Podcast: Episode 163 with Thomas Reiss


“Running has been a big factor in my life. Running made me start my own business, I met my wife because of running—that’s how I ended up here. So running has always been a big factor in my life. I think that’s why I still enjoy running at my age versus just being done with it. I know so many guys who were really fast and they’re like, ‘I’m done, I don’t wanna run anymore. Why are you still running?’ [It’s because] I still love it—it has become part of me.” 

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I first met Thomas Reiss at the Leadville 100 back in 2017 when he was crewing and pacing for our mutual friend, Brett Rivers, who I was coaching at the time. I knew Thomas as a veteran ultrarunner who had experienced some success in the sport but also that he was a badass designer whose logo and branding work I was familiar with and admired. I’ve been wanting to have a long conversation with him ever since and this one did not disappoint. 

Thomas, who is 53 years old, is a husband and dad to two teenage boys who is still getting after it on the road, track, and trails from the mile to ultramarathon distances. Like me, he loves it all. In 2018, he broke the American record for 50-54 year olds in the 50K on the track, running 3:39:26. Just last December he broke 5 minutes for the mile and he’s got his eye on some age-group records and national titles. Basically, I want to be Thomas when I grow up. Originally from Germany, running first came into Thomas’ life when he was a young kid. He ran his first marathon at the age of 22 and his involvement in the sport has only snowballed from there.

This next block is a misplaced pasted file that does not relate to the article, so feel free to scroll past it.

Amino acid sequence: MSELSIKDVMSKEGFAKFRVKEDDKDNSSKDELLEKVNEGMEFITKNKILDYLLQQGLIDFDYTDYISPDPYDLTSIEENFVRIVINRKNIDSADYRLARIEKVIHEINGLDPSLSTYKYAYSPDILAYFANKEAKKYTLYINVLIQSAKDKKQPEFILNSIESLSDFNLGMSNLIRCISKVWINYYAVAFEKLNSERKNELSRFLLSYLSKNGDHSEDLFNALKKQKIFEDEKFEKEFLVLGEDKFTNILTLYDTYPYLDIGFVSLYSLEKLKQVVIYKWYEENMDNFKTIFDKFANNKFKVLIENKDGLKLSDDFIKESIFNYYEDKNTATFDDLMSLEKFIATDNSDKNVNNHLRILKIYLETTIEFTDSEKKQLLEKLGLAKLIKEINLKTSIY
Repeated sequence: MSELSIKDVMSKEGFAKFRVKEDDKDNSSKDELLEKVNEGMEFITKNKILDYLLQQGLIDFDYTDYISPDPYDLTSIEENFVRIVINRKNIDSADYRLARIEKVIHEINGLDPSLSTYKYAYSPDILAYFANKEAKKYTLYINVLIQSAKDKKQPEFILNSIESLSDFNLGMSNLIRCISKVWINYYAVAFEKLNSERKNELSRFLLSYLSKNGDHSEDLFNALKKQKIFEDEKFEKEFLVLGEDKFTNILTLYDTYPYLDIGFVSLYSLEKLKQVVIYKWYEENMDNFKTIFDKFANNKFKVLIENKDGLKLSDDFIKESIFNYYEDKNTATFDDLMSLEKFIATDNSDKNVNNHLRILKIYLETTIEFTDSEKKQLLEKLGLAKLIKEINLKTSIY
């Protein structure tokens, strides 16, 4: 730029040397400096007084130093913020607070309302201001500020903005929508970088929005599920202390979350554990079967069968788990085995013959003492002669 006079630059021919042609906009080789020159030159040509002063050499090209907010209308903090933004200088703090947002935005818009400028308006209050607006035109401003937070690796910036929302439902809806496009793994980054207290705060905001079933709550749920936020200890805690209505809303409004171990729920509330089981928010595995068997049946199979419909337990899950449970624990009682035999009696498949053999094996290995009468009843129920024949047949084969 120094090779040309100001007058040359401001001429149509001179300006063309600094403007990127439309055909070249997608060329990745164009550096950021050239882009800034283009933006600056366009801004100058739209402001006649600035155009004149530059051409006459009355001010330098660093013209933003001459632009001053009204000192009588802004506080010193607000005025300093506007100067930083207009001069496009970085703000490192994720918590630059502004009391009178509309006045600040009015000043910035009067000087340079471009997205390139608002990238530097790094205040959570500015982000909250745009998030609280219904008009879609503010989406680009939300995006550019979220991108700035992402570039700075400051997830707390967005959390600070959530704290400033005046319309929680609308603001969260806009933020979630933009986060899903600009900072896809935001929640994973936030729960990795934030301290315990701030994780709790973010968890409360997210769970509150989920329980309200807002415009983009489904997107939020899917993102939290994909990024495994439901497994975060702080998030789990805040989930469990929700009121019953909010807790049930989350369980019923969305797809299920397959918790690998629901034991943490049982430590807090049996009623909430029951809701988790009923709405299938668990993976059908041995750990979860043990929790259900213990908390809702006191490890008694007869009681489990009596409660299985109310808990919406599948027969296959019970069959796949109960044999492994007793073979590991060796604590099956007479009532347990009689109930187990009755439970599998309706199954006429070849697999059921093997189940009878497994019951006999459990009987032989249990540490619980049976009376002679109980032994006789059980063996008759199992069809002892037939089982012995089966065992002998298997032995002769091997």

In this conversation, we talked about growing up in Germany and playing in punk bands during his teen years, and how that experience reminds him of some of the growth we’re seeing in ultrarunning today. He told me about starting a running magazine back in Germany, how his relationship with running has evolved over the years, and what keeps him motivated and excited as he approaches his mid-50s. We also talked about competitiveness, creativity, why brands in running should do a better job of highlighting Masters runners, and a lot more. 

Thomas Reiss: WebsiteInstagram | Strava

the morning shakeout: Instagram | Twitter

Mario Fraioli: Website | Strava

This episode is brought to you by:

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Music and editing for this episode of the morning shakeout podcast by John Summerford.